Coffee could be a better pain-reliever than drugs

 

A cup of coffee could be a better pain-reliever than drugs, say scientists.

Caffeine, the active ingredient in coffee, was more effective than painkillers like ibuprofen and even morphine.

But it was only effective on pain combined with sleep deprivation.

It means patients’ suffering could be eased with shots of caffeine. It boosts dopamine, the brain’s pleasure-chemical that makes people feel good.

In experiments groups of six to 12 lab rodents were kept awake for as long as 12 hours for one group and six hours for five consecutive days for another.

Then they were exposed to extreme heat, cold, pressure or capsaicin, the chemical in hot chilli peppers.

By measuring how long it took the animal to move away or lick away the discomfort caused by capsaicin, the researchers showed caffeine blocked sensitivity to the pain.

Dopamine boosting drug modafinil also had the same effect. But in mice not deprived of sleep the compounds had no pain-relieving properties.

Sleep physiologist Dr Chloe Alexandre, of Beth Israel Deaconess Medical Centre in Boston, said: “We found that five consecutive days of moderate sleep deprivation can significantly exacerbate pain sensitivity over time in otherwise healthy mice.

“The response was specific to pain, and was not due to a state of general hyper-excitability to any stimuli.”

Surprisingly, common analgesics like ibuprofen did not block increased pain sensitivity caused by sleep loss. Even morphine lost most of its effect.

Dr Alexandre said this suggests patients using these drugs for pain relief might have to increase their dose, increasing their risk for side effects.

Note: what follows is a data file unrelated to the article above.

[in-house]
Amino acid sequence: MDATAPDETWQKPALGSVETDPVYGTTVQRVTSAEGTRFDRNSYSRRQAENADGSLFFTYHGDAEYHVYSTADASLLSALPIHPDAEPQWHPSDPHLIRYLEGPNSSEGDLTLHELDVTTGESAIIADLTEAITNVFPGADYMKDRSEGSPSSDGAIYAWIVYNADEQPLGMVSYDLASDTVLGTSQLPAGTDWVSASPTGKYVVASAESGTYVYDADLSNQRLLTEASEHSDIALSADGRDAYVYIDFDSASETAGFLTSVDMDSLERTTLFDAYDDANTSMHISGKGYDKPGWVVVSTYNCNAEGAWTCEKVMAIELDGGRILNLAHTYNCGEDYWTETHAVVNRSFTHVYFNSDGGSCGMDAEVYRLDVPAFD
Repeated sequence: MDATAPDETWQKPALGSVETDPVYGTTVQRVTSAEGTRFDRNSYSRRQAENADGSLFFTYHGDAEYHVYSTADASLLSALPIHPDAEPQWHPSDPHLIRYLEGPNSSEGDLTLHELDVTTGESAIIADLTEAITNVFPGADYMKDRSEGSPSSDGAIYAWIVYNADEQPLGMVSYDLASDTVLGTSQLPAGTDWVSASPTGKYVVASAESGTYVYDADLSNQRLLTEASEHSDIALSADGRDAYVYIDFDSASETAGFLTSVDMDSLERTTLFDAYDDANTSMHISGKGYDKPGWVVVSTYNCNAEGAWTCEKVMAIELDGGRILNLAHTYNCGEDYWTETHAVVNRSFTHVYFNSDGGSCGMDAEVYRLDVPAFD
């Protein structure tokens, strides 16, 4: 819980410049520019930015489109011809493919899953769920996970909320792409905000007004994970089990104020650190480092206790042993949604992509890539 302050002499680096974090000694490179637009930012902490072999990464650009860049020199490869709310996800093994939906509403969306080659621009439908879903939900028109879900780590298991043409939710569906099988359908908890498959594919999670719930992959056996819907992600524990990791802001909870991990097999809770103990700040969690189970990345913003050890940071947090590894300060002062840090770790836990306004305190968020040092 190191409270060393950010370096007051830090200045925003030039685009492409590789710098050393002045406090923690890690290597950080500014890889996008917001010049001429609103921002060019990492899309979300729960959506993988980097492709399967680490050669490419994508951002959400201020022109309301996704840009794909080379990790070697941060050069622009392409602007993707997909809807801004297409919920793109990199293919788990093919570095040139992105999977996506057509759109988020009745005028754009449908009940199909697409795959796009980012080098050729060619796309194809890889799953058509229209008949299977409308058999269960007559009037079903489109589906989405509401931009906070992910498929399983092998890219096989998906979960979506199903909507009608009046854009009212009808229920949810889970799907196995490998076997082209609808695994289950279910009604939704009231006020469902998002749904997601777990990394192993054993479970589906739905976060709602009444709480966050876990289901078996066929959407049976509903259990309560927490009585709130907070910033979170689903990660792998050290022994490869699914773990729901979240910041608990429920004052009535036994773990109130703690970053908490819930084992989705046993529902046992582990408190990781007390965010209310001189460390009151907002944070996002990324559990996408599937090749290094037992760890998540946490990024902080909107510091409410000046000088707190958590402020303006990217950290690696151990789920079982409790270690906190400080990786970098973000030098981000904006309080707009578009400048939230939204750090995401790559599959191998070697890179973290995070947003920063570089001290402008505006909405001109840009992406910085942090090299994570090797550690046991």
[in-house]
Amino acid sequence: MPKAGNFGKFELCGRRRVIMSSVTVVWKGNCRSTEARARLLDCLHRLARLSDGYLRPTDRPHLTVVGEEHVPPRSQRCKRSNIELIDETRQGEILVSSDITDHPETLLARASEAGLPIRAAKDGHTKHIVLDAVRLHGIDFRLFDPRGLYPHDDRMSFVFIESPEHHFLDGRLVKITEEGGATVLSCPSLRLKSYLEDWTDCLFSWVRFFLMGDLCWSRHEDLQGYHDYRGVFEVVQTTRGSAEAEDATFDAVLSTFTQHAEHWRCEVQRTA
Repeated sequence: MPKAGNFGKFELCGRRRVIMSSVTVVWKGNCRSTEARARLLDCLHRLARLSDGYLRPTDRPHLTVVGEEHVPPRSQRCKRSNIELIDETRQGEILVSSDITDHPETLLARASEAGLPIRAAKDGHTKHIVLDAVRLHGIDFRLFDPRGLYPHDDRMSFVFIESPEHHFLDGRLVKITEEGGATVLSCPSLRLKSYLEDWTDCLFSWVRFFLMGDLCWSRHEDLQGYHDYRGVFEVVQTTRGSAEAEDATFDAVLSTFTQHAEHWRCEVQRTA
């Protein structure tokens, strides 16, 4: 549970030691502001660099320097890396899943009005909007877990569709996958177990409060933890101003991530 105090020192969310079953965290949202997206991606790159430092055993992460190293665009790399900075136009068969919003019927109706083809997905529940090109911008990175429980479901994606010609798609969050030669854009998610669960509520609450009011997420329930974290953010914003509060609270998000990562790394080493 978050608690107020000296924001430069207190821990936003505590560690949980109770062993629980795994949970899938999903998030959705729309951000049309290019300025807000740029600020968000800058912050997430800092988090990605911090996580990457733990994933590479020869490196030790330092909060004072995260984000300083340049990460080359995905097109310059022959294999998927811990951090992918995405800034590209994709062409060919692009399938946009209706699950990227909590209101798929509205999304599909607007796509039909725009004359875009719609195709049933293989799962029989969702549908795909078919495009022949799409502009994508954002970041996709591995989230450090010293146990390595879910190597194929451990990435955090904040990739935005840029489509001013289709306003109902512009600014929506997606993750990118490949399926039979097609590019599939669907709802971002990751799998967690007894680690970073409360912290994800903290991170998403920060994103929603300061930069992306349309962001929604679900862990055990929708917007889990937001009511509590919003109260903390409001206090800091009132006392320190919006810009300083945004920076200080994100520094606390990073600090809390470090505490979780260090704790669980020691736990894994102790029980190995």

Caffeine and modafinil are both drugs used to promote wakefulness, she said.

Rather than just taking painkillers, patients with chronic pain might benefit from sleeping pills coupled with regular daytime doses of caffeine.

Some painkillers already include caffeine as an ingredient although its mechanism of action isn’t yet known.

Both caffeine and modafinil boost dopamine circuits in the brain, so that may provide a clue.

Dr Kiran Maski, a specialist in sleep disorders at Boston Children’s Hospital, said: “Many patients with chronic pain suffer from poor sleep and daytime fatigue, and some pain medications themselves can contribute to these co-morbidities,”

“This study suggests a novel approach to pain management that would be relatively easy to implement in clinical care.

“Clinical research is needed to understand what sleep duration is required and to test the efficacy of wake-promoting medications in chronic pain patients.”

The study published in Nature Medicine used tiny headsets that took ERG (electroencephalography) and EMG (electromyography) readings for each mouse.

Pain physiologist Dr Alban Latremoliere, of Boston Children’s Hospital, said: “For each mouse, we have exact baseline data on how much they sleep and what their sensory sensitivity is.”

Then they deprived them of sleep with entertainment, mimicking what happens with people.

Dr Thomas Scammell, of Beth Israel Deaconess Medical Centre, said: “We developed a protocol to chronically sleep-deprive mice in a non-stressful manner, by providing them with toys and activities at the time they were supposed to go to sleep, thereby extending the wake period.

“This is similar to what most of us do when we stay awake a little bit too much watching late-night TV each weekday.”

To keep the mice awake, researchers kept vigil, providing the mice with custom-made toys as interest flagged while being careful not to overstimulate them.

Dr Latremoliere said: “Mice love nesting, so when they started to get sleepy (as seen by their EEG/EMG pattern) we would give them nesting materials like a wipe or cotton ball.

“Rodents also like chewing, so we introduced a lot of activities based around chewing, for example, having to chew through something to get to a cotton ball.”

Previous research has shown just two cups of coffee almost halved muscle pain after a gym work-out.

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